Jesse Stommel and Sean Michael Morris asked an interesting question at Hybrid Pedagogy a couple of days ago: “Imagine that no educational technologies had yet been invented — no chalkboards, no clickers, no textbooks, no Learning Management Systems, no Coursera MOOCs. If we could start from scratch, what would we build?”
I’m a bit perplexed as to where to start. Its a great question. But would it even be possible to surgically remove educational technology from the larger world around them? So much of our technology is connected to external contexts that it may be impossible to even consider. Can we really imagine a world without books? The line between textbook and book is so blurred… probably not.
My concern though is that our field focuses too much on “how technology is shaping us” and not enough on how much we shape our technology. All technology tools have underlying (and often times not so underlying) ontologies, epistemologies, and so on. We could start from scratch, but if we don’t get rid of the dominant mindset of “instructivism/behaviorism as the one-size-fits-all solutionism” that is so prevalent in Ed Tech – we will end up with the same tools all over again.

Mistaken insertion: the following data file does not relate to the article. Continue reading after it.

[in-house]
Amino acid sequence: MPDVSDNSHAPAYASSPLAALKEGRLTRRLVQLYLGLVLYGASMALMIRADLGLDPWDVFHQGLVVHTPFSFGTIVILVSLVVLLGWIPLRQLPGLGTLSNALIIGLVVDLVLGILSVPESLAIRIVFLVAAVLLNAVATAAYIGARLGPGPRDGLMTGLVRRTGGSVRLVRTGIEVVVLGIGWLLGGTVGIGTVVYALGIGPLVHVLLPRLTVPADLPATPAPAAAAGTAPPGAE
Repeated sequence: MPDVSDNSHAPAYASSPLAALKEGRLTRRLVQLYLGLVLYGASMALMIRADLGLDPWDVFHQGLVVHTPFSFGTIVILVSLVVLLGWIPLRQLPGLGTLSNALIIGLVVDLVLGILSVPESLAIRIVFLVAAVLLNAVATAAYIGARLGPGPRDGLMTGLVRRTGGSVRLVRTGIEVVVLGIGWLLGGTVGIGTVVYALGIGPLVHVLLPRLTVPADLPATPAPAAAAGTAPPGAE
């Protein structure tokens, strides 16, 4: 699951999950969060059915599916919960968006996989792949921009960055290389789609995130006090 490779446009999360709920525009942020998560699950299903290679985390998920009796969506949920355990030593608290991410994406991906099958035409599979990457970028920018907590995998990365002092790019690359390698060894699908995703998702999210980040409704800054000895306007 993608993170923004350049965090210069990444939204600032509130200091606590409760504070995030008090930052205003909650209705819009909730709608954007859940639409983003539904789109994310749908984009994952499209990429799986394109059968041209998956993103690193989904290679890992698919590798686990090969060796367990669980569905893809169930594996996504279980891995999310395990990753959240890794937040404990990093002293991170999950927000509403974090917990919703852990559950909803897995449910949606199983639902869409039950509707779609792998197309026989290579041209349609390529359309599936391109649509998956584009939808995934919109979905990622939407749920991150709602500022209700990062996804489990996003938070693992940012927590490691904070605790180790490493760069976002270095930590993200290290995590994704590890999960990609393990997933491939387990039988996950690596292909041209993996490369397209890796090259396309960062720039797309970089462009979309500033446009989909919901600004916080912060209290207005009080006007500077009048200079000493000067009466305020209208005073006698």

However, I wouldn’t start over from scratch with technology as much as I would with theory. I would put active learning as the dominant narrative over passive learning. I would pull ideas like connectivism and communal constructivism up to the same level as (or higher than) instructivism. I would dump one size-fits-all positivism and replace it with context-morphing metamodernism. I would make heutagogy/life-long learning the ending hand-off point of formal education, as opposed to having formal education with a pedagogical “end goal.” I would get rid of the standardization of solutions and replace this ideology with one of different contexts and different solutions for different learners. I would go back in time and make people see the learner as the learning management system instead of a system or program. I would switch from instructor-centered to student-centered at every juncture. And so on.
If we don’t get the right theories and ideas in place in the first place, we will just continue evangelizing people to the same tech problems we have always had, even if we are able to somehow start over from scratch. In other words, the problem is not in our technologies, but our beliefs and theories. Our Ed Tech follows our theory, not the other way around.